How an industrial strategy can help support 4IR adoption

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A week ago we had the Autumn Statement where the Chancellor reaffirmed the government's commitment to creating an industrial strategy with a focus on boosting productivity - you can read EEF's round up here.

EEF has long been calling for an industrial strategy and our recent report on the subject set out manufacturers’ ambitions and how a strategy from government would support that.

This week, our report on the 4th industrial revolution (4IR) also showed manufacturers are on a journey bringing with it productivity benefits, greater customer value and the ability to remain competitive.

How could an industrial strategy support manufacturers with that 4IR journey?

Looking at the four main policy pillars of our industrial strategy framework the following are some of the early areas where government action would help:

Pillar 1: Delivering a more skilled and adaptable workforce

Our 4IR report highlighted the important role staff skills and leadership and management skills will play. Yesterday Maddie outlined why these areas (you can read this blog here), particularly leadership skills, were so important.

At Autumn Statement the Chancellor announced £13m to support the Mayfield led initiative to improve the quality of management in the UK – a recognition that this has a key role to play, not just in manufacturing.

But there are additional things needed including ensuring that the future workforce is technically competent to work with data.

As a policy solution EEF has been calling for a STEMBacc to be created which includes more technical subjects, including computing. The STEMBacc should also have equal weighting to the EBacc in school performance measures and league table.

Pillar 2: Building more reliable and resilient infrastructure

The importance of digital infrastructure for manufacturing has been well covered by us. 4IR is about connectivity and a core enabler will be secure and reliable digital infrastructure.

At Autumn Statement the Chancellor set out plans for a Digital Infrastructure Investment Fund to support the rollout of 5G and full-fibre connectivity.

This fund will only be meaningful if it serves as a catalyst for change. Our recent blog post highlighted the scale of the challenge – rural areas being left behind and reliability serving as a roadblock. More than 50% of manufacturers say their current internet connection is not adequate for their expected needs over the next five years.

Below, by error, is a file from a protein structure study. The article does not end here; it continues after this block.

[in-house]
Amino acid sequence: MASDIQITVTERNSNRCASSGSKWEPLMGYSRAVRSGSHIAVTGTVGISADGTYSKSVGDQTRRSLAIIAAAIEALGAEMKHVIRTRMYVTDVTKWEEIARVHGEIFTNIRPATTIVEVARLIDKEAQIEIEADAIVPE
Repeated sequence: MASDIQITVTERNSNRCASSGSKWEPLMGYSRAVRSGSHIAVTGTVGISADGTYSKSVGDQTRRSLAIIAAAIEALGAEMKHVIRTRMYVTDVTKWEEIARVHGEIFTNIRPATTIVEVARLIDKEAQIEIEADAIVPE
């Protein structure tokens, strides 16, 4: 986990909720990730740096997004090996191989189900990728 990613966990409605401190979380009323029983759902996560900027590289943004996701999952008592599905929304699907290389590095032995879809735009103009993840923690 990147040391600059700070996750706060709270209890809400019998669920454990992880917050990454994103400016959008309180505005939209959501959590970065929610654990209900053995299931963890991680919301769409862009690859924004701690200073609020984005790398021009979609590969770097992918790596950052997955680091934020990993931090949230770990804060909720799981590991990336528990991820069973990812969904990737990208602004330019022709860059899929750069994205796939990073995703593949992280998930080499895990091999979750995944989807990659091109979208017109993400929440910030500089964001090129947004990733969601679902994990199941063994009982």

While the Fund is a start we need to see numbers also put behind it, just 2% of properties are currently connecting to full-fibre – EEF believes there should be a clearly stated ambition for rollout by 2025, including a specific figure for business fibre connectivity.

Pillar 3: Providing better support for growing businesses

At the Autumn Statement the Chancellor announced £4.7bn by 2020/21 for innovation. Some of this will support our call for a Technology Catalyst Fund to de-risk early stage investments in new technologies.

Our recent analysis of R&D data shows that manufacturing is driving UK innovation and the steps government needs to take over the comings months in ensuring the UK remains an attractive location for R&D activities.

Pillar 4: Reducing the cost of doing business in the UK

For most manufacturers the decision on where to expand production is an international one and the cost competitiveness of the UK is one that is constantly monitored. Signals from government on the long-term trajectory of costs – fiscal or otherwise, are important.

An industrial strategy focussed on this area would remove the manufacturing productivity tax, particularly as this isn’t a tax replicated internationally.

The government did however make some progress on the R&D with an intention to review the R&D tax credit to encourage more process innovation – this was a major win for industry.

Just the start

There are many other things needed as part of an industrial strategy and we await the government’s delayed consultation paper.

This is very much the start and over the coming months as the government develops its industrial strategy EEF will be ensuring this is a strategy which supports manufacturers to meet their ambition of higher levels of productivity, investment and net trade – all things which will gain a significant boost as they embrace the 4th industrial revolution.

Author

Head of Business Environment Policy

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